The new atomic clock design, which uses entangled atoms, could help scientists discover dark matter and study the effect of gravity on time.
Atomic clocks are the most accurate timers in the world. These remarkable instruments use lasers to measure the vibrations of atoms, which oscillate at a fixed frequency, like many microscopic pendulums oscillating simultaneously. The best atomic clocks in the world keep time with such accuracy. If they have been operating since the beginning of the universe, they will only stop by about half a second today.
However, it can be more accurate. If atomic clocks can measure atomic vibrations more precisely, they will be sensitive enough to detect phenomena such as dark matter and Gravitational waves. With better atomic clocks, scientists can also begin to answer some mind-boggling questions, such as the effect of gravity on the passage of time and whether time itself changes as the universe progresses.
Now a new type of atomic clock that he designed With Physicists may enable scientists to explore such questions and perhaps uncover new physics.
Researchers report today in the journal nature They built an atomic clock that doesn’t measure a cloud of randomly oscillating atoms, as the latest designs now measure, but instead atoms that were quantitatively entangled. Atoms are bound in an impossible way according to the laws of classical physics, and this allows scientists to measure the vibrations of atoms more precisely.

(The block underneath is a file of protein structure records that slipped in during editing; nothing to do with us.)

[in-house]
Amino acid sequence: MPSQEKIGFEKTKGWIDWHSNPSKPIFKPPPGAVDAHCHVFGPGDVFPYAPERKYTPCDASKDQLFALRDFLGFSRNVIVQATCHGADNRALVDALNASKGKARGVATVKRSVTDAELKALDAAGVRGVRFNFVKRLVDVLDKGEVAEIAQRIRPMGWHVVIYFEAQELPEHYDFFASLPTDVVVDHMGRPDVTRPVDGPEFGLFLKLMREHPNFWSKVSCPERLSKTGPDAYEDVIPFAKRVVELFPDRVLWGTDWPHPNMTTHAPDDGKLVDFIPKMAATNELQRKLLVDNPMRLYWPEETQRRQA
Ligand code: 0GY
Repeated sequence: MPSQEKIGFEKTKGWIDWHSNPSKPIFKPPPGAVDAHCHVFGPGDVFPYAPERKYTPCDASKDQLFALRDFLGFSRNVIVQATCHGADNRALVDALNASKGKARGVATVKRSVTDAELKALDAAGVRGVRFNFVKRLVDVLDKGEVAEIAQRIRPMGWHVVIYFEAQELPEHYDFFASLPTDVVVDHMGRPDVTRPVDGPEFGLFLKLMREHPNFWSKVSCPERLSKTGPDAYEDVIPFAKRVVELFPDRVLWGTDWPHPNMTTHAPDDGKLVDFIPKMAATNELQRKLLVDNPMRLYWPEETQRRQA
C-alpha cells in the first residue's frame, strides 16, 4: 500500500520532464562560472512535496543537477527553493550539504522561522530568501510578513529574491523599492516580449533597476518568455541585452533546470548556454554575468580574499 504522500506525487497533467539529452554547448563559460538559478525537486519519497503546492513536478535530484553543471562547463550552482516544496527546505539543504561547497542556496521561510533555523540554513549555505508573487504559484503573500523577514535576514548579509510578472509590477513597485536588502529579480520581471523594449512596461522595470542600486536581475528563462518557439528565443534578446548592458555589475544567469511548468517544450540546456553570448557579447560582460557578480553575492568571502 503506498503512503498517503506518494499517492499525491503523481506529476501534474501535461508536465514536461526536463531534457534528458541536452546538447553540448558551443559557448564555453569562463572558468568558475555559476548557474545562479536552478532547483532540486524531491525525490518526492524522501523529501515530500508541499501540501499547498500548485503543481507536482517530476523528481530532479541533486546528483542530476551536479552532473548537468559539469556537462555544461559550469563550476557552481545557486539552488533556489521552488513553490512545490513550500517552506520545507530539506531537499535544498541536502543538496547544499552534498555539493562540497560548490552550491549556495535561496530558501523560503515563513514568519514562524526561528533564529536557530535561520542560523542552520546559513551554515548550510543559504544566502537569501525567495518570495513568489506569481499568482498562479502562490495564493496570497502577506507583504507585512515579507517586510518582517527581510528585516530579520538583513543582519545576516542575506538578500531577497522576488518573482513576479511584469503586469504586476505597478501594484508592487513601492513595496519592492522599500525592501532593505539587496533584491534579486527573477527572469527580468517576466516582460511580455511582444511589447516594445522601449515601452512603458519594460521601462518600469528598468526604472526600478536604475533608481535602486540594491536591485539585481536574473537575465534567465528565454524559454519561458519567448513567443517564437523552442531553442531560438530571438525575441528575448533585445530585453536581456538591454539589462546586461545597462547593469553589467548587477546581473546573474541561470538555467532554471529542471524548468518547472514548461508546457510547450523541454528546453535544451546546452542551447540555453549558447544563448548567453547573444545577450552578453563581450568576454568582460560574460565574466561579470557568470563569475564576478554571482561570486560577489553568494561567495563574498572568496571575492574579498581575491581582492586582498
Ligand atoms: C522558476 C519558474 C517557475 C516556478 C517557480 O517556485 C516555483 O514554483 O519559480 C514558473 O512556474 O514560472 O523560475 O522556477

The new setting can achieve the same accuracy four times faster than hours without interlocking.
“Enhanced entanglement optical atomic clocks will have the ability to achieve better accuracy in one second than the latest current optical clocks,” says lead author Edwin Pedrozo-Peñafiel, a postdoctoral researcher in the Massachusetts Institute of Technology’s Electronics Research Laboratory.
If the latest atomic clocks were adapted to measure entangled atoms the way the MIT team was working, their timing would improve so that over the entire life of the universe, clocks would be less than 100 milliseconds.
Other co-authors of the paper from MIT are Simon Colombo, Chi Shu, Albert Adiatulin, Ziyang Li, Enrique Mendes, Boris Braverman, Akio Kawasaki, Saisuke Akamatsu, Yanhong Xiao, and Vladan Volitik, professor of physics at Lester Wolf.
Since humans began tracking the passage of time, they have done so using periodic phenomena, such as the movement of the sun across the sky. Today, vibrations in atoms are the most stable periodic events that scientists can observe. Moreover, one cesium corn It will oscillate at exactly the same frequency as another cesium atom.
And to maintain the perfect time, it is better if watches follow the vibrations of one atom. But at this scale, an atom is so small that it behaves according to the vague rules of quantum mechanics: when measured, it behaves like an inverted currency that gives correct probabilities only when averaging over several fluctuations. This limitation is what physicists refer to as standard quantum limits.
“When you increase the number of atoms, the average given by all of these atoms is moving toward something that gives the correct value,” Colombo says.